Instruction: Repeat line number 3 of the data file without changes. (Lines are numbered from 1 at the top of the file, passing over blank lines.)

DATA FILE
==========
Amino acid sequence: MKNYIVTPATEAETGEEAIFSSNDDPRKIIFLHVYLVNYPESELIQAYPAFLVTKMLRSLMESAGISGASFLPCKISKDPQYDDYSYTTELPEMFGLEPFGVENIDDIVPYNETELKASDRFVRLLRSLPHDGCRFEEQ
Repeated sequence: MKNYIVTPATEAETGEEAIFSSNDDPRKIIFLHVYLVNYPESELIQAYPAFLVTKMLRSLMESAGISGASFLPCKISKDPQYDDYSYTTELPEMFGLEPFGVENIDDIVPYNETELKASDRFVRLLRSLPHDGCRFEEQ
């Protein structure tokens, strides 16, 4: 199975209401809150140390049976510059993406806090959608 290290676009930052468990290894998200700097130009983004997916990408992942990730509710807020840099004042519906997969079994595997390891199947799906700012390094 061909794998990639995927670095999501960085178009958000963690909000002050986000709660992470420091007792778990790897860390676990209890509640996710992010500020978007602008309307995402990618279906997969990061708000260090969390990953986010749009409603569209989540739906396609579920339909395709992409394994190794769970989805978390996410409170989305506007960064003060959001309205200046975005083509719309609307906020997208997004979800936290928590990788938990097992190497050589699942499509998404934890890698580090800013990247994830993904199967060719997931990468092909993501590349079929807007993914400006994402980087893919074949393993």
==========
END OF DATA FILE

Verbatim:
């Protein structure tokens, strides 16, 4: 199975209401809150140390049976510059993406806090959608 290290676009930052468990290894998200700097130009983004997916990408992942990730509710807020840099004042519906997969079994595997390891199947799906700012390094 061909794998990639995927670095999501960085178009958000963690909000002050986000709660992470420091007792778990790897860390676990209890509640996710992010500020978007602008309307995402990618279906997969990061708000260090969390990953986010749009409603569209989540739906396609579920339909395709992409394994190794769970989805978390996410409170989305506007960064003060959001309205200046975005083509719309609307906020997208997004979800936290928590990788938990097992190497050589699942499509998404934890890698580090800013990247994830993904199967060719997931990468092909993501590349079929807007993914400006994402980087893919074949393993």